Glacier LodgeAfter a great dinner meal, we head over to the historic Glacier lodge, which is across from the train depot - to this day tourists come from east and west on the successor, Burlington Northern Santa Fe Railroad, to the Great Northern Railroad's very grand lodge.

To say that this lodge, part of the national park, is grand is an understatement. Massive logs, showing the choker cable marks with their bark intact support the roof in the cavernous lobby with huge fireplaces.

Another interesting form of transportation are the red buses, called Red Jammers, built by the White Motor Company in the 1930's. These historic buses have been totally renovated by the Ford Motor Company from 2000-2002. The vehicles are powered by propane or natural gas.

Glacier TaxiTomorrow comes the experience of traveling the Going to the Sun highway.

Jackson, WY to Three Forks, MT

Grand TetonThe weather continues to be clear and sunny as we head out of Jackson towards West Yellowstone, going through Grand Teton and Yellowstone National Parks. It is virtually impossible to take a bad picture in either of these world class settings.

We stop at Coulter Bay for the obligatory view of the bay which makes one heck of a great place to park your boat. Souvenirs are purchased and we are headed north for lunch in West Yellowstone.

Coulter BayFrom West Yellowstone, we go north along the Gallatin River and mountains towards Bozeman, MT from which we go west along I-90 to Three Forks for the night.

Craig, CO to Jackson, WY

DSCN0963Morning found us packing to ride through a stretch of relatively desolate country to one of the most spectacular settings in the world - Jackson, WY.

You get a lot of respect for those who settled this land and especially for those who kept going west into Utah. Other than Rock Springs and Green River along this stretch of Interstate 80, there was not much until we came to the well known Little America - truck and car stop.

On the Road to JacksonAfter Little America we made our way to the very scenic US 89 that follows the Wyoming Range north to Jackson, WY (Jackson Hole is the area). We have gotten used to seeing wildfires on this trip ever since we arrived in Cortez, CO. So the obligatory stop for a picture was in order.

As we rode north, the scenery got more and more beautiful with Mountains to our right. At Afton, WY we pass under the world's largest arch made out of over 3,000 elk antlers.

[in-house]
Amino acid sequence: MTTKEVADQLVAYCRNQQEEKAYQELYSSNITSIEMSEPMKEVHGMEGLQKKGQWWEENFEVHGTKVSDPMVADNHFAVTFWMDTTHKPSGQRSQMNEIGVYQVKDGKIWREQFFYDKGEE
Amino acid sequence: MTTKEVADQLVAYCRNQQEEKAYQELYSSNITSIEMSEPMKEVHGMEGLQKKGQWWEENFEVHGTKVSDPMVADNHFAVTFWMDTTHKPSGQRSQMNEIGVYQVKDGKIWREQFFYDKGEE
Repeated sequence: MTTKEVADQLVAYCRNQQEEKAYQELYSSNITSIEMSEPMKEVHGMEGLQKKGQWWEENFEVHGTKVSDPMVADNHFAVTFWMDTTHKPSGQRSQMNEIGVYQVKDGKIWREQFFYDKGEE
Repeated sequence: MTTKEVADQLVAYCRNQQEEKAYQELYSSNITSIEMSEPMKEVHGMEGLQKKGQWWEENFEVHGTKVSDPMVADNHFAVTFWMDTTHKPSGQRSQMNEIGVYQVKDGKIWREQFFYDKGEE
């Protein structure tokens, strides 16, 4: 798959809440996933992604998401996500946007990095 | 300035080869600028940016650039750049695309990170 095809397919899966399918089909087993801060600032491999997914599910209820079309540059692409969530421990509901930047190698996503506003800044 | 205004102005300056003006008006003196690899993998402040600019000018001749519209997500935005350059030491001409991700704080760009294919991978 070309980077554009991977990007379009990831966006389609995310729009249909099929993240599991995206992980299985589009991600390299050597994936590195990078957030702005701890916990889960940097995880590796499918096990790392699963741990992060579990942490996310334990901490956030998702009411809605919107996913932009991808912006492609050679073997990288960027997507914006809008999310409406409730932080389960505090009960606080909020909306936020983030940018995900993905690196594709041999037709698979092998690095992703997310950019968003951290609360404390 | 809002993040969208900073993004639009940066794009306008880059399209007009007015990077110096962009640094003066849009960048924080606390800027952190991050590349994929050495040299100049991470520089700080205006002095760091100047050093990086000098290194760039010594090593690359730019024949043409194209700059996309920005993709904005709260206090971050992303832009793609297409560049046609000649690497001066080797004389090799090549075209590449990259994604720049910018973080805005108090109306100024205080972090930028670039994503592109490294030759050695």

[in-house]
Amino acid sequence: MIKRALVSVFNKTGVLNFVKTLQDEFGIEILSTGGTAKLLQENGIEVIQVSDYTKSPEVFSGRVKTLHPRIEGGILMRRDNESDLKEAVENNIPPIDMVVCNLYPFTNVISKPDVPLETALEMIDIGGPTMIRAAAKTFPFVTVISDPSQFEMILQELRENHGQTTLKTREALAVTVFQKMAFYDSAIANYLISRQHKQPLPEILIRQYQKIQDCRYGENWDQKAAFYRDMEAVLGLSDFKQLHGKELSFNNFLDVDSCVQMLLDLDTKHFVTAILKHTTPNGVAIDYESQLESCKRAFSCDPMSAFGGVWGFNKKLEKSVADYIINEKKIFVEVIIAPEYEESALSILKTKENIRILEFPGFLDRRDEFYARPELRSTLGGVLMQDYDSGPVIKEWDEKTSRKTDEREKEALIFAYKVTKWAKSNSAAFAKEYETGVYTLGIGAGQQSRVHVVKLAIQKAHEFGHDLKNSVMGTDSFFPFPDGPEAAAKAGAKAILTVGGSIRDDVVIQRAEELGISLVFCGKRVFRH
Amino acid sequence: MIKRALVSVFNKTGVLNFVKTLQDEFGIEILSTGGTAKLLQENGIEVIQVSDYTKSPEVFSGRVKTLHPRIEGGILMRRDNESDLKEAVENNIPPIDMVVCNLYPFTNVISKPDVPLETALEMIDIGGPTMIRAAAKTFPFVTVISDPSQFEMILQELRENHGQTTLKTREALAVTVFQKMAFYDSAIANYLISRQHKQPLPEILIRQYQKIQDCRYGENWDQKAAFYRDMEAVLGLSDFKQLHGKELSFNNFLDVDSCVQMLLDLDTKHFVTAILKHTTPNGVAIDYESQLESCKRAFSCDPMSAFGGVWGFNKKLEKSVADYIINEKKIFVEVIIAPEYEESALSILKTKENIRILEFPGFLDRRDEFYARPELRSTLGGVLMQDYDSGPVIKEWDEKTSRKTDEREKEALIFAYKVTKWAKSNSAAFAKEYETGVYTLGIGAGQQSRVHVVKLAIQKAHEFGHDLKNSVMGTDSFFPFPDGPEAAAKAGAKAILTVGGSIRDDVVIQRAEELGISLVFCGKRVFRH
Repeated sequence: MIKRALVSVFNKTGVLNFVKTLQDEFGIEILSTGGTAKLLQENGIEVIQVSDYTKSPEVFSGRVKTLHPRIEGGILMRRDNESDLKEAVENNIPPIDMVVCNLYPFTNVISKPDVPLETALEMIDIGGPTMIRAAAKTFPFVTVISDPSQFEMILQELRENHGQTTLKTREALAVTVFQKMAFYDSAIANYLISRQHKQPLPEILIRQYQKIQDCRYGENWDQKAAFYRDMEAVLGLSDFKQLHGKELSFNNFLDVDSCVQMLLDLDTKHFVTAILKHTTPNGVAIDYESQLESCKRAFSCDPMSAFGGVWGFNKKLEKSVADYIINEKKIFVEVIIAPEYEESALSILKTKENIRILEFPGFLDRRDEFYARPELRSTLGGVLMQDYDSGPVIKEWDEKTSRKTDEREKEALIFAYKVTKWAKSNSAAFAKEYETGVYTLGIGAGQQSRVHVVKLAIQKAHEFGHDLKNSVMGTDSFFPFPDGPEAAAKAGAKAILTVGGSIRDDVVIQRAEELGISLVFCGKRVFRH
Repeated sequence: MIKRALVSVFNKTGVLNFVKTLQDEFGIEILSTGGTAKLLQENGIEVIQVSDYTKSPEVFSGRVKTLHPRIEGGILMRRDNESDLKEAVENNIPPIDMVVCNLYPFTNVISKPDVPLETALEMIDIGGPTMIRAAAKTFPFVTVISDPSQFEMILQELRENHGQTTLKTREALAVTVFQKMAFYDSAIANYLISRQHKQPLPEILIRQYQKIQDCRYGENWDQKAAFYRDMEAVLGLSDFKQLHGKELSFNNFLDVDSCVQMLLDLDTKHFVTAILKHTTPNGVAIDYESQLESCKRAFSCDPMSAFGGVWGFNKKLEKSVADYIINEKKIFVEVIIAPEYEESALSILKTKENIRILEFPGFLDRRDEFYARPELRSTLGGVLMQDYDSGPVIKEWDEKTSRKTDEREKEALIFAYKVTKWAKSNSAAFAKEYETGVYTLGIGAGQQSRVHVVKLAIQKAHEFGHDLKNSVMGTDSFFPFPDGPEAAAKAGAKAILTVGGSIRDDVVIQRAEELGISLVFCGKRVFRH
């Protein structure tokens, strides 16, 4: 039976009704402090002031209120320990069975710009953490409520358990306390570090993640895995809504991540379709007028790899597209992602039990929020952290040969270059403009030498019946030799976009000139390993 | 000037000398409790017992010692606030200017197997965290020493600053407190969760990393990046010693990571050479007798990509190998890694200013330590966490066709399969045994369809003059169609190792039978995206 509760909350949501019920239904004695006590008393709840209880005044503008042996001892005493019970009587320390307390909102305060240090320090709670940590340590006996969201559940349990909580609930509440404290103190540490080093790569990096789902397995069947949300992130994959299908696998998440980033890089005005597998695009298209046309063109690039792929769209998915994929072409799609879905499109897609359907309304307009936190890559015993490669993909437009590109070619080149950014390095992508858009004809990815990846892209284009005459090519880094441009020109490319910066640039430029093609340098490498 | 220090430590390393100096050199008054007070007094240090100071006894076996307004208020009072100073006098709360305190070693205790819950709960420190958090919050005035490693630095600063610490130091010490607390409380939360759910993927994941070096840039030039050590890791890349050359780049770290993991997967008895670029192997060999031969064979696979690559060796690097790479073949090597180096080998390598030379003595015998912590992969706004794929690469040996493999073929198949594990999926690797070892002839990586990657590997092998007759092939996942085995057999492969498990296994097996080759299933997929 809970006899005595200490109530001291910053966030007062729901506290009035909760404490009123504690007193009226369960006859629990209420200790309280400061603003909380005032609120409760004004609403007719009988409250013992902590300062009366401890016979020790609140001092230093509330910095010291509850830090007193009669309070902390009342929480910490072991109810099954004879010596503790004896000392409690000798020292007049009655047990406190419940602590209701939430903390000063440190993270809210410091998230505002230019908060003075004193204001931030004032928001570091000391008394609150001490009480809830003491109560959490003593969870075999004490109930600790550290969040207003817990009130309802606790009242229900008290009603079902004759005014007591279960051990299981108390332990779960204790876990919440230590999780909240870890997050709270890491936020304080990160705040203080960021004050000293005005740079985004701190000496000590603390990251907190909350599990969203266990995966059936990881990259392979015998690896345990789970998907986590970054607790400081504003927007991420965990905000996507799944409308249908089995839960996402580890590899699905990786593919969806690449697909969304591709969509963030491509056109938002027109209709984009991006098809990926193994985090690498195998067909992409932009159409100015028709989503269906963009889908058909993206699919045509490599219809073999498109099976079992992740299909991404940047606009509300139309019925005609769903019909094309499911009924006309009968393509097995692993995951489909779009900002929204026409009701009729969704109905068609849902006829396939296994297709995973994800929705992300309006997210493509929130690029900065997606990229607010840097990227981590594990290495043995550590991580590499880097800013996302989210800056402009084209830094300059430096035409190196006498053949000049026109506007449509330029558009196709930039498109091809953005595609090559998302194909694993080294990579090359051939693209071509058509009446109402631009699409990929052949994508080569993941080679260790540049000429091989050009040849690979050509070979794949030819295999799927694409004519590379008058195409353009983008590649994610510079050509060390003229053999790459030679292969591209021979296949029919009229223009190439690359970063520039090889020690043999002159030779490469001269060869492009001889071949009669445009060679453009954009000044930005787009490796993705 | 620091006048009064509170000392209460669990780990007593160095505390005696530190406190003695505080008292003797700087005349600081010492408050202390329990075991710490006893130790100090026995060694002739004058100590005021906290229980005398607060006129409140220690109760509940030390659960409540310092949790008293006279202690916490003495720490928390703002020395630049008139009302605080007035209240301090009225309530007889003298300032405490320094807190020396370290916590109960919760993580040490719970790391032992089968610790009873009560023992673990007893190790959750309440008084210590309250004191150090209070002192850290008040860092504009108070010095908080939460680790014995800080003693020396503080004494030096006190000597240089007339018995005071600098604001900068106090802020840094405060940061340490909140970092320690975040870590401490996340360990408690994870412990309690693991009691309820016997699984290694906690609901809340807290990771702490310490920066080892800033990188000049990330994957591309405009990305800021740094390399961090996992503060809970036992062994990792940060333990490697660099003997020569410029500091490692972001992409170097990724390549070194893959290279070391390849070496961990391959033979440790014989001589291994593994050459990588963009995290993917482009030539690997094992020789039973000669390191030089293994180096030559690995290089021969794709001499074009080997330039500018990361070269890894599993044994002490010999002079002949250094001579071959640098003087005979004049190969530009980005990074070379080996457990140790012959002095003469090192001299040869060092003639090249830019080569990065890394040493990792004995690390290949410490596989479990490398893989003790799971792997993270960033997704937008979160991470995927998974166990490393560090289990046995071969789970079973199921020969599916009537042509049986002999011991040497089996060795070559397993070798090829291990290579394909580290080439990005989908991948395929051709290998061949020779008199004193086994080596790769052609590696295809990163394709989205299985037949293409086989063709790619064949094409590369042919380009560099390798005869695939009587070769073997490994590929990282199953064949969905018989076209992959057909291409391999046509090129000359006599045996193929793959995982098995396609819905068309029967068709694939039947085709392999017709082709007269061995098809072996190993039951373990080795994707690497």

wildfiresA very unusual sight is that of the Snake River, the same Snake River we crossed over a week and many miles ago previously in Idaho. The Snake River flows out of Jackson Lake in Grand Teton National Park south to the Palisades Reservoir.

It had been quite a day, we were off our bikes for the day and a nice cold beverage was in order.

evening beers

Independence Pass to Craig, CO

Independence PassWe left Leadville early on another sunny and for a change, a clear day without wildfire smoke. We headed for the second highest paved through road in Colorado, Independence Pass, which in is the Sawatch Mountains on the Continental Divide and 12,095 ft. in altitude.

After crossing the pass we were headed towards the world famous Aspen, CO - winter playground of the rich and famous. The city, founded in 1879 has a population in excess of approximately 8,000 and sits at 8,000 ft. in elevation.

Posing at the PassThe traffic was heavy and we rode through as we had a lunch appointment in Rifle, CO. At Glenwood Springs, we turned west on I-70. The ride to Rifle was uneventful, but there is going west, at the South Canyon exit, an opporunity to look to the right at the face of Storm King Mountain where in 1994, 14 Prineville, Oregon U.S. Forest Service Hot Shot firefighter lost their lives fighting the Storm King Mountain fire. There is a trail that follows that taken by the firefighters.

We arrived in Rifle for a lunch with one of Bill's family - just right a big salad and bowl of fruit. As the temperature had risen considerably, everyone welcomed the unheated meal.

From Rifle we headed north to our stop for the night in Craig, CO. Craig is well know for its large elk herd and hunting opportunities. It is a city of over 10,000 residents. Coal mining and ranching comprise much of the industry in this area along with the recent exploration and extraction of petroleum.

South Fork, CO around the Fires to Leadville, CO

wildfireToday we awoke to a clear sunny day along the Rio Grande. After breakfast we headed north along the Rio Grande River past its headwaters to Lake City through beautiful high plain ranching country.